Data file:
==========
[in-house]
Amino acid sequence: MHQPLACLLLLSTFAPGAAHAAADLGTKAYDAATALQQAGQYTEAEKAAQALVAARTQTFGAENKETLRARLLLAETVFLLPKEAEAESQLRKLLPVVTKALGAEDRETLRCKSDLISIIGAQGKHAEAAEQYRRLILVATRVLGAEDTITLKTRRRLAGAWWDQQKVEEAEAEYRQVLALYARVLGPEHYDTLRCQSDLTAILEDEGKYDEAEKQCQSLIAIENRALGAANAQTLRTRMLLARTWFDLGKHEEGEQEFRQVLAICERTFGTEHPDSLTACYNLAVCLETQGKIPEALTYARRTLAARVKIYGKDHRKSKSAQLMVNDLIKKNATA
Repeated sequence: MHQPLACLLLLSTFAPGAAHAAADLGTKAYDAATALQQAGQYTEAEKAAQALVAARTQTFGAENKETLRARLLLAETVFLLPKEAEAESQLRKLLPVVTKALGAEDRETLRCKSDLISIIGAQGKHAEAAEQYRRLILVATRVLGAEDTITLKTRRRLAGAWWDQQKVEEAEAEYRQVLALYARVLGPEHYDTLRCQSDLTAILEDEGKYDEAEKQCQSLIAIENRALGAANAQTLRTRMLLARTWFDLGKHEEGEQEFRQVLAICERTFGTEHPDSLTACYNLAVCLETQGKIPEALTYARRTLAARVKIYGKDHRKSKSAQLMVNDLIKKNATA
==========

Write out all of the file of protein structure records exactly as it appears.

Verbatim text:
[in-house]
Amino acid sequence: MHQPLACLLLLSTFAPGAAHAAADLGTKAYDAATALQQAGQYTEAEKAAQALVAARTQTFGAENKETLRARLLLAETVFLLPKEAEAESQLRKLLPVVTKALGAEDRETLRCKSDLISIIGAQGKHAEAAEQYRRLILVATRVLGAEDTITLKTRRRLAGAWWDQQKVEEAEAEYRQVLALYARVLGPEHYDTLRCQSDLTAILEDEGKYDEAEKQCQSLIAIENRALGAANAQTLRTRMLLARTWFDLGKHEEGEQEFRQVLAICERTFGTEHPDSLTACYNLAVCLETQGKIPEALTYARRTLAARVKIYGKDHRKSKSAQLMVNDLIKKNATA
Repeated sequence: MHQPLACLLLLSTFAPGAAHAAADLGTKAYDAATALQQAGQYTEAEKAAQALVAARTQTFGAENKETLRARLLLAETVFLLPKEAEAESQLRKLLPVVTKALGAEDRETLRCKSDLISIIGAQGKHAEAAEQYRRLILVATRVLGAEDTITLKTRRRLAGAWWDQQKVEEAEAEYRQVLALYARVLGPEHYDTLRCQSDLTAILEDEGKYDEAEKQCQSLIAIENRALGAANAQTLRTRMLLARTWFDLGKHEEGEQEFRQVLAICERTFGTEHPDSLTACYNLAVCLETQGKIPEALTYARRTLAARVKIYGKDHRKSKSAQLMVNDLIKKNATA